The following information is in the student handbook:
Plagiarism What is it?
It is claiming someone else’s ideas, words or information as your own.
Why is it wrong?
Taking someone else’s ideas without acknowledging them is a form of stealing.
What is the consequence for plagiarism at College Heights?
Plagiarism will not be accepted by subject teachers. Students will be encouraged by all teachers to strive toward avoidance of plagiarism. All borrowed work must be documented before it is accepted. Student appeals may be made to the subject head of the department or the Principal.
How can plagiarism be avoided?
The library provides handouts to help students give correct credit for work borrowed. Read through the material you are using for research, put the material away, then write down your notes. Any fact or idea you need to see again before writing must be footnoted since it is neither your own or something so well known that it may be considered “common knowledge”. Anything you have paraphrased must be footnoted.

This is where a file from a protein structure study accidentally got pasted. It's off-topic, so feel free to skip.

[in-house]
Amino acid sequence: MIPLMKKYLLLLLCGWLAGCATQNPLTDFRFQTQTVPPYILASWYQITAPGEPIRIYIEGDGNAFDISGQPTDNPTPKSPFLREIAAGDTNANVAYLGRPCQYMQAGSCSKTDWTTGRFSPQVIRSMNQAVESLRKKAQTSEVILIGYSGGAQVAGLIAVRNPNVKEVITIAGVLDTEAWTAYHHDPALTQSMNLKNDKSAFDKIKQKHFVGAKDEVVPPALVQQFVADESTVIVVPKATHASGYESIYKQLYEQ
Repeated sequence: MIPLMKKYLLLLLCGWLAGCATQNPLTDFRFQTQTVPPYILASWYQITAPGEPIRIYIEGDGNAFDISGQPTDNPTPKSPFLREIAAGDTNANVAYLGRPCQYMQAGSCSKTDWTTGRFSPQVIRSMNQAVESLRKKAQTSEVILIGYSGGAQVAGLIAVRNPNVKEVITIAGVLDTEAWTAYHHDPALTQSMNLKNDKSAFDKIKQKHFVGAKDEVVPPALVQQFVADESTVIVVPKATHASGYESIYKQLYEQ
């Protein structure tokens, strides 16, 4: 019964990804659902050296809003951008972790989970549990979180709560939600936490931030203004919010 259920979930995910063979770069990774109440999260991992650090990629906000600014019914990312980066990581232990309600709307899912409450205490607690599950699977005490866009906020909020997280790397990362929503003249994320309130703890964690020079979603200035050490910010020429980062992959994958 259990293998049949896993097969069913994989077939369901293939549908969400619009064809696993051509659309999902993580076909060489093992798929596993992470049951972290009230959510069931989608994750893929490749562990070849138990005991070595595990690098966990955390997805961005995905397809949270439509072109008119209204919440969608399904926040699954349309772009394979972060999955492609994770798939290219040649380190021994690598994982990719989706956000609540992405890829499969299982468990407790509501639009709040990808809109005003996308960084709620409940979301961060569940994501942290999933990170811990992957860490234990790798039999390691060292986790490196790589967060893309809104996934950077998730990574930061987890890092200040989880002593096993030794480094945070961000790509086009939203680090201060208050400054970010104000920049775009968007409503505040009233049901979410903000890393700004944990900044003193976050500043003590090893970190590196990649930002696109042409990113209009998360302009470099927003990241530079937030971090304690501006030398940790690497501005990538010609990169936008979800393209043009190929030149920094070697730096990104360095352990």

Do I have to give credit for every fact?
Probably not. If the fact is something every secondary school students should know, such as the capital of Canada, then you do not need to footnote. If the fact is something most people would know, such as the date of James’ I wedding or the name of Henry VIII’s favourite wife then do cite the source of your information. Try to remember where you found the information. If you can remember a specific book, article, interview or other source, then it may well be that the information in not of the generally-known sort which is called “common knowledge”. If you are still in doubt, ask your teacher or librarian.
What if I put someone else’s ideas in my own words?
You still need to use a footnote or endnote to indicated that the ideas are not your own. Paraphrasing, rewording another’s work is still plagiarism unless you acknowledge that the language or ideas are not your own.
Note: This handout has been adapted from a University of Michigan Undergraduate Library publication and the P.G. Reid Resource Centre publication.
College Heights Policy
Any incidents of plagiarism will be reported to the office and students will be required to re-do the work.